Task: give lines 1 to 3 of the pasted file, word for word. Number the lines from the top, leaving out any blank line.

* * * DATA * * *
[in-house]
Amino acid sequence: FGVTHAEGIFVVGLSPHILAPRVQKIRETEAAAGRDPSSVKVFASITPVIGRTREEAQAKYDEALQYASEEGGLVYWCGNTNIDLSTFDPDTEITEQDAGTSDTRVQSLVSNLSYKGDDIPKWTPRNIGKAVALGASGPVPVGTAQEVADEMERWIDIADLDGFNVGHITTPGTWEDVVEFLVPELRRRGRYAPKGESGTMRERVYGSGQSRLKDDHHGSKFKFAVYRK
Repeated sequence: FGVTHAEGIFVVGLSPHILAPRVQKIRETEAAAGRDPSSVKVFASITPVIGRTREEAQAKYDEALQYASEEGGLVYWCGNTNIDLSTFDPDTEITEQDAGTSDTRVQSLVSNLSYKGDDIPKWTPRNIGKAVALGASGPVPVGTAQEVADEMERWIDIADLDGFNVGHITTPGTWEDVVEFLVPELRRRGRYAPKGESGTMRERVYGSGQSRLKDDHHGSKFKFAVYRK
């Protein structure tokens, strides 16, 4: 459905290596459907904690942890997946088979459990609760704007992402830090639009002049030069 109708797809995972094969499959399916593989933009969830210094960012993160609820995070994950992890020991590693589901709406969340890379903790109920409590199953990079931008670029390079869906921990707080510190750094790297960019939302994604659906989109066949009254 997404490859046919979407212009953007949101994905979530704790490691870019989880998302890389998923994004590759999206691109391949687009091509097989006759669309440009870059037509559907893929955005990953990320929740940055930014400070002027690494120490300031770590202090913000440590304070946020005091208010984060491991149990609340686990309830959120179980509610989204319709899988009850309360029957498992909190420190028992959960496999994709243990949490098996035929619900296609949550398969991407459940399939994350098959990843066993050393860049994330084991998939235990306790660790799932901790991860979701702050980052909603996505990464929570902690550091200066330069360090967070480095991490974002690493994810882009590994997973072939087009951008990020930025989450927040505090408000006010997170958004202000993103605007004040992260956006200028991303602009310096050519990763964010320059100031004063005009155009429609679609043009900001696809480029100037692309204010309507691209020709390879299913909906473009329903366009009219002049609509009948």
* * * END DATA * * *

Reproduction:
[in-house]
Amino acid sequence: FGVTHAEGIFVVGLSPHILAPRVQKIRETEAAAGRDPSSVKVFASITPVIGRTREEAQAKYDEALQYASEEGGLVYWCGNTNIDLSTFDPDTEITEQDAGTSDTRVQSLVSNLSYKGDDIPKWTPRNIGKAVALGASGPVPVGTAQEVADEMERWIDIADLDGFNVGHITTPGTWEDVVEFLVPELRRRGRYAPKGESGTMRERVYGSGQSRLKDDHHGSKFKFAVYRK
Repeated sequence: FGVTHAEGIFVVGLSPHILAPRVQKIRETEAAAGRDPSSVKVFASITPVIGRTREEAQAKYDEALQYASEEGGLVYWCGNTNIDLSTFDPDTEITEQDAGTSDTRVQSLVSNLSYKGDDIPKWTPRNIGKAVALGASGPVPVGTAQEVADEMERWIDIADLDGFNVGHITTPGTWEDVVEFLVPELRRRGRYAPKGESGTMRERVYGSGQSRLKDDHHGSKFKFAVYRK